Lately, I've found that there are few activities as enchanting as watching candy being pulled. I’m mesmerized by the way it’s kneaded and elongated.
Last week, video-making collective Great Big Story ran a pretty mesmerizing segment about a South Korean man who’s dedicated his life to making yeot. It's a confection made of white rice, ginger, bellflower seasoning, and moistened barley seeds. Upon completion, it takes on the consistency of taffy. The process of making yeot is laborious and rewarding; the subject of this particular video belongs to a family who's been making yeot for four decades, and this tradition was passed on through the men in his family.
It’s a lovely video, and it sent me tunneling down a candy-pulling rabbit hole. So many countries and cuisines across the world have their own variant of what Americans may know as taffy. Let’s begin with what may be the most obvious—taffy-pulling in the United States:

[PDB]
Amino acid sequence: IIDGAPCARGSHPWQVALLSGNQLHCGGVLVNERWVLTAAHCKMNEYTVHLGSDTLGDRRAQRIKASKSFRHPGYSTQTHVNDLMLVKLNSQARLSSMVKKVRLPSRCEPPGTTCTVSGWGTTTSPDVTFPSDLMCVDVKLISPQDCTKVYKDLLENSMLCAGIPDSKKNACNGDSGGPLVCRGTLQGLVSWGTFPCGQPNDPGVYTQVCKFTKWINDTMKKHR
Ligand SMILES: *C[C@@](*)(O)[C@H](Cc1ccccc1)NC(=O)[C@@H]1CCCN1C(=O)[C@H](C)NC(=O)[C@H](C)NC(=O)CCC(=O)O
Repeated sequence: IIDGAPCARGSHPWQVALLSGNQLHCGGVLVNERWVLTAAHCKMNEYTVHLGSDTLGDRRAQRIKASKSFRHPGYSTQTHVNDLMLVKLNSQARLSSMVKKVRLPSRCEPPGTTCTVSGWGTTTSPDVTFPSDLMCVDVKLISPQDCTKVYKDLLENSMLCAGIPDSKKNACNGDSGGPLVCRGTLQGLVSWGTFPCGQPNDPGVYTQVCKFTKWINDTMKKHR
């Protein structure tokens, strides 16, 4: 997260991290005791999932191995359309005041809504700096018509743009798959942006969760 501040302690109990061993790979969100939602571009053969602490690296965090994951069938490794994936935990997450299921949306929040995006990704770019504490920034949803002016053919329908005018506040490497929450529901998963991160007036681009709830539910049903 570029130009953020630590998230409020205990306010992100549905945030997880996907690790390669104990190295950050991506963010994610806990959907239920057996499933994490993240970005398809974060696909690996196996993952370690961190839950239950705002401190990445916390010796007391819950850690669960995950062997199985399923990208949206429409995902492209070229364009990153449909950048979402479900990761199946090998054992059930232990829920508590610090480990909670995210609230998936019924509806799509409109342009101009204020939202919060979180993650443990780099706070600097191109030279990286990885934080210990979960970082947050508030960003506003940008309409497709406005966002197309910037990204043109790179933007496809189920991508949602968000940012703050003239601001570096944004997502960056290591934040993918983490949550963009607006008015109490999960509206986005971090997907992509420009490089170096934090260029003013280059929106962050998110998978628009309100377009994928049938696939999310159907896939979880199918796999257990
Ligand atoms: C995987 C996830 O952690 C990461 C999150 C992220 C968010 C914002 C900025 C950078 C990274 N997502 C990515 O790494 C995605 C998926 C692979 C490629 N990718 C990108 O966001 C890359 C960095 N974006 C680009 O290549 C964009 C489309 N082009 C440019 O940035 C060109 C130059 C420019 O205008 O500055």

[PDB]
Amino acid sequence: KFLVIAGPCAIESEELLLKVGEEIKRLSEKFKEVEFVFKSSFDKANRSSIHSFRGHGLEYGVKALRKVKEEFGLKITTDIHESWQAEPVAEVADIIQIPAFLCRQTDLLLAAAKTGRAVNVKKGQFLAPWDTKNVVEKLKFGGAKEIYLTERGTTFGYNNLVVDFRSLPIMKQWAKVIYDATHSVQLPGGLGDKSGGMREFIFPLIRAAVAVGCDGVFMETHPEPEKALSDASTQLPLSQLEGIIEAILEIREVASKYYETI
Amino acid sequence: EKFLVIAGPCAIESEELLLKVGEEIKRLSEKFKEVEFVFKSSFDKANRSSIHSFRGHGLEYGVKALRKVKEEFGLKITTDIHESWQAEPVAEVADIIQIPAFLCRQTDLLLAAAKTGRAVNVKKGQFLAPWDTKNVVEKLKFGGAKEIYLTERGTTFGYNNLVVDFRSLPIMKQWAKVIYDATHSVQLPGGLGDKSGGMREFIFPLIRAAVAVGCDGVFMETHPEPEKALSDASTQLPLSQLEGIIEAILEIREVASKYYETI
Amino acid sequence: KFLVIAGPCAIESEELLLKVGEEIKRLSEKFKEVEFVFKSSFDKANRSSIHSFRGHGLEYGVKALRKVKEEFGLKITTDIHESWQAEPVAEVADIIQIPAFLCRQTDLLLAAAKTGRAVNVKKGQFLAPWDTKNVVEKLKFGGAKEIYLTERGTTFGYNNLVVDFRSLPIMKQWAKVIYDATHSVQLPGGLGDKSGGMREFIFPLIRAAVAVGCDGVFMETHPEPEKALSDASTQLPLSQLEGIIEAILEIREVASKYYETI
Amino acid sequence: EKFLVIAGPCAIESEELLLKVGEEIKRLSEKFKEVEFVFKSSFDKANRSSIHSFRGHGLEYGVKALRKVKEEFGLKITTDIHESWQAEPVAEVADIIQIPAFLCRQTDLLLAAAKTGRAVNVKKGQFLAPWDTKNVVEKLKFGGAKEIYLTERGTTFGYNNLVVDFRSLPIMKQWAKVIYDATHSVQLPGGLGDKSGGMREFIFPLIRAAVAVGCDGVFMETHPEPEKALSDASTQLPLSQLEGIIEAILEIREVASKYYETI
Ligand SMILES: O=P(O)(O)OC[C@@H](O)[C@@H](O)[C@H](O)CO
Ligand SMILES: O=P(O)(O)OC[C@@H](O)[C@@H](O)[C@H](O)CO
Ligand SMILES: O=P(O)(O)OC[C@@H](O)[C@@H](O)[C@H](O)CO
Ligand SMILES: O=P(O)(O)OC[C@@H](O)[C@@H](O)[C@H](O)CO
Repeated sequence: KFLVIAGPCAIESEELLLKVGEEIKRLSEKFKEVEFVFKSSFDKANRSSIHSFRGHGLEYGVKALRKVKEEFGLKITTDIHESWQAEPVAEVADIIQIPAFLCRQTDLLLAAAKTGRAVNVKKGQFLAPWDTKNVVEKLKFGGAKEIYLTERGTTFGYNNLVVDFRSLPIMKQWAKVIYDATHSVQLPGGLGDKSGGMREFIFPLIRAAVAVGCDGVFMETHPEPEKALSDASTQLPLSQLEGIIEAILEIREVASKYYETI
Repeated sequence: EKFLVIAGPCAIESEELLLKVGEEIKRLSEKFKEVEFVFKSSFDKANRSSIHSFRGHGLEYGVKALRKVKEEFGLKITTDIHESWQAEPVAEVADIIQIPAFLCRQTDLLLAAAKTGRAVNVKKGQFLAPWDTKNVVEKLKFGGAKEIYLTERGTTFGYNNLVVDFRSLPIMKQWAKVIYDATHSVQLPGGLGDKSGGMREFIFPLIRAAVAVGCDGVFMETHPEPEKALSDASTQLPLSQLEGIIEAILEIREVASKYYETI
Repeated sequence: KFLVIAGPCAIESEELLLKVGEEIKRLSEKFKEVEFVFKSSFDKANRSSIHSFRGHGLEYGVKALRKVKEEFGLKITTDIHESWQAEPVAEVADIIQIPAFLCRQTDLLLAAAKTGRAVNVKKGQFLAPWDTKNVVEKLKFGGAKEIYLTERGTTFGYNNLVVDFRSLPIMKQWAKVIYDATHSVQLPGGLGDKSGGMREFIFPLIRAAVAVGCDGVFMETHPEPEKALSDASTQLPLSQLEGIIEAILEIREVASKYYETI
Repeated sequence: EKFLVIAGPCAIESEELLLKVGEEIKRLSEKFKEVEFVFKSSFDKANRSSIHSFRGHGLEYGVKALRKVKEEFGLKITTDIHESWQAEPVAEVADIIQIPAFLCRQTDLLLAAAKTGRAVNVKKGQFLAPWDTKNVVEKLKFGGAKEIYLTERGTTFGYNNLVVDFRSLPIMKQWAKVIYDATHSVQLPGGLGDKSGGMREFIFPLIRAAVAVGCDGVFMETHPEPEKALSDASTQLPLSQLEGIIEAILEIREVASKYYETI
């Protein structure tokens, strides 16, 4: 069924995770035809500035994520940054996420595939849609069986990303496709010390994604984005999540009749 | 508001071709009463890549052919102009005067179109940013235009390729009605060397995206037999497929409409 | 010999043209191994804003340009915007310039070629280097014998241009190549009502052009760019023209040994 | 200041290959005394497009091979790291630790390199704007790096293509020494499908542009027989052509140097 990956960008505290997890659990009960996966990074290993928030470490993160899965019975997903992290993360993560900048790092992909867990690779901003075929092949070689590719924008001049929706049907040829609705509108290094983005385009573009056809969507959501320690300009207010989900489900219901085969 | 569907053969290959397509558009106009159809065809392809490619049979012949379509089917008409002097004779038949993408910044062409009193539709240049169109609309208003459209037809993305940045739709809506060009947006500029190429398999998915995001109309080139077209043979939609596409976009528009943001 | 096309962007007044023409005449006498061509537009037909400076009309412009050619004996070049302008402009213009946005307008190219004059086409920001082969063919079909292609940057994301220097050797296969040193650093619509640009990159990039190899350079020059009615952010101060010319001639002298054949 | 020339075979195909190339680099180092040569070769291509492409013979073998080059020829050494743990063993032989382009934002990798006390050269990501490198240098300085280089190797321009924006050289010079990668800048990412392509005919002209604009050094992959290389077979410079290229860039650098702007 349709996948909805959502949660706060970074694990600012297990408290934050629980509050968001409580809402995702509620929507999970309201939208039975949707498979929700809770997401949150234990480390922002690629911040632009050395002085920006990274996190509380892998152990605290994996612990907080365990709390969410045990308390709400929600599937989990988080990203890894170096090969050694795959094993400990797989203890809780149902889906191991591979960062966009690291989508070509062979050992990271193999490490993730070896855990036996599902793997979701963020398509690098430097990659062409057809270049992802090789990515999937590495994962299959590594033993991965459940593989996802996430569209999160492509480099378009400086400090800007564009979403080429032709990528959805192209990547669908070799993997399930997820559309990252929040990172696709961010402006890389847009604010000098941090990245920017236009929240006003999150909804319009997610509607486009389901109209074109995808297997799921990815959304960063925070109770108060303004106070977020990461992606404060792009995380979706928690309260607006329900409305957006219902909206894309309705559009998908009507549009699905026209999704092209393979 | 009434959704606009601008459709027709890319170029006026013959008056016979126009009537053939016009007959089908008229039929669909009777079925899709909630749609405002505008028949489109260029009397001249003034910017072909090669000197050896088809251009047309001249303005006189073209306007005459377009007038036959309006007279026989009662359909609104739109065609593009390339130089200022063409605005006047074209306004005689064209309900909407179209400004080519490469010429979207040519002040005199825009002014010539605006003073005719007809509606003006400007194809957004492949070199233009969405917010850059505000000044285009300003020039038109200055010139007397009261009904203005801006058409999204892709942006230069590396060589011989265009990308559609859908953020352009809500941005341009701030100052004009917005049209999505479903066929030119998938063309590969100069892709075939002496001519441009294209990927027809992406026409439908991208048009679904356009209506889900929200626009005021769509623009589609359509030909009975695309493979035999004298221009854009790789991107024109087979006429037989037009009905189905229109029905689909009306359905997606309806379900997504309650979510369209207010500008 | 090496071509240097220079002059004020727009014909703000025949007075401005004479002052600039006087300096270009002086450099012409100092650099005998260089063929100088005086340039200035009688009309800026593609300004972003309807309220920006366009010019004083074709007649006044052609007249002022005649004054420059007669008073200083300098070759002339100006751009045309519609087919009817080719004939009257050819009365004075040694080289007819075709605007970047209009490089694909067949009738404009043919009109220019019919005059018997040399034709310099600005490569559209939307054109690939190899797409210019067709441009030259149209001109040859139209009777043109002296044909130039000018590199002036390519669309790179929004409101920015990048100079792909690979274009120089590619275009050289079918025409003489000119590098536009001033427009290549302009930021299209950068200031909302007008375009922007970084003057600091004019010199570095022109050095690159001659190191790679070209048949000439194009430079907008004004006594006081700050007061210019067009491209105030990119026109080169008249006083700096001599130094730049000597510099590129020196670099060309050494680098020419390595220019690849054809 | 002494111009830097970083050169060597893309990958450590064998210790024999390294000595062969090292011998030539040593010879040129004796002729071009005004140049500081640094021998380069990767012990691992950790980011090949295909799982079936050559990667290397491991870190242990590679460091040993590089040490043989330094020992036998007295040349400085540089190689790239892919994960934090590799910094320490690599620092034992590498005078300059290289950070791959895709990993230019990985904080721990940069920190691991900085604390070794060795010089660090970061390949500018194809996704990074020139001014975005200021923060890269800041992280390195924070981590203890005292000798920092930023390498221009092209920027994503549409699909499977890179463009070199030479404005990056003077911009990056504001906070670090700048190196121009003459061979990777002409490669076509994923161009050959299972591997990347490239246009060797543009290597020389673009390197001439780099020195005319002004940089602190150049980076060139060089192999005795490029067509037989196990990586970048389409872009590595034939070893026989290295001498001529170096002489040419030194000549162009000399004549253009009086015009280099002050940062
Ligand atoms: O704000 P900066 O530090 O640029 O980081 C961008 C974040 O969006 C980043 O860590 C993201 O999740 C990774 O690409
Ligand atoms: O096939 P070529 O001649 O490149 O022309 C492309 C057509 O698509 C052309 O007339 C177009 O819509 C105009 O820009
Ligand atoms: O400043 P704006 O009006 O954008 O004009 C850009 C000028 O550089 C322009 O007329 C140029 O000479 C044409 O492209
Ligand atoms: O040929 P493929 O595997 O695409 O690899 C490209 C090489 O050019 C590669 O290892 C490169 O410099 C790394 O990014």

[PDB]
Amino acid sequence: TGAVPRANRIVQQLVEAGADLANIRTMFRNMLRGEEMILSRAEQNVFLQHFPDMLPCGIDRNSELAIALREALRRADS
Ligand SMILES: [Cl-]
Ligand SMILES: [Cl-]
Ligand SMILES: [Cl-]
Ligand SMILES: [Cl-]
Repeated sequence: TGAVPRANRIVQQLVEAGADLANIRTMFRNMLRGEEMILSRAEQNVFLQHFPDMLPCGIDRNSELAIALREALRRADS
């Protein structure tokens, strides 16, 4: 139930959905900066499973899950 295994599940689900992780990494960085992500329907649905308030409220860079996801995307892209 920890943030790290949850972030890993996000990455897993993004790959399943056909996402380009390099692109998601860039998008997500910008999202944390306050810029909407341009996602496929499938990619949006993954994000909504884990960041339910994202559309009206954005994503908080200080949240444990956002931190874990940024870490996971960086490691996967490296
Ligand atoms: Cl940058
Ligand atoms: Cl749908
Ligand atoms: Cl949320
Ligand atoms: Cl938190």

Pretty, no? In Turkey, there’s macun, an Ottoman-era sweet made from toffee paste stretched to oblivion and served as street food. It often comes in a rainbow motley of colors, corresponding to various flavors, from bergamot to rose, mint to plum.
In Japan, there’s amezaiku, an art that stretches back to the 8th century and involves taking softened, heated candy and creating delicate sculptures from it:
My favorite, though, might be chaku in Nepal. I'd describe its taste and texture as being similar to molasses: it's brown and sweet, derived from ghee and milk and topped with coconut shavings or dates. Look at this dude go! He treats it like a sport.
It’s an objectively disgusting day in New York, site of a blizzard named Stella. I’m watching these videos to get me through the day; honestly, it’s hard to stop.
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What mesmerizing food videos are you ogling at while you're cooped up (or, ahem, bored at work)? Let us know in the comments.
Mayukh Sen is a James Beard Award-winning food and culture writer in New York. His writing has appeared in the New York Times, the New Yorker, Bon Appetit, and elsewhere. He won a 2018 James Beard Award in Journalism for his profile of Princess Pamela published on Food52.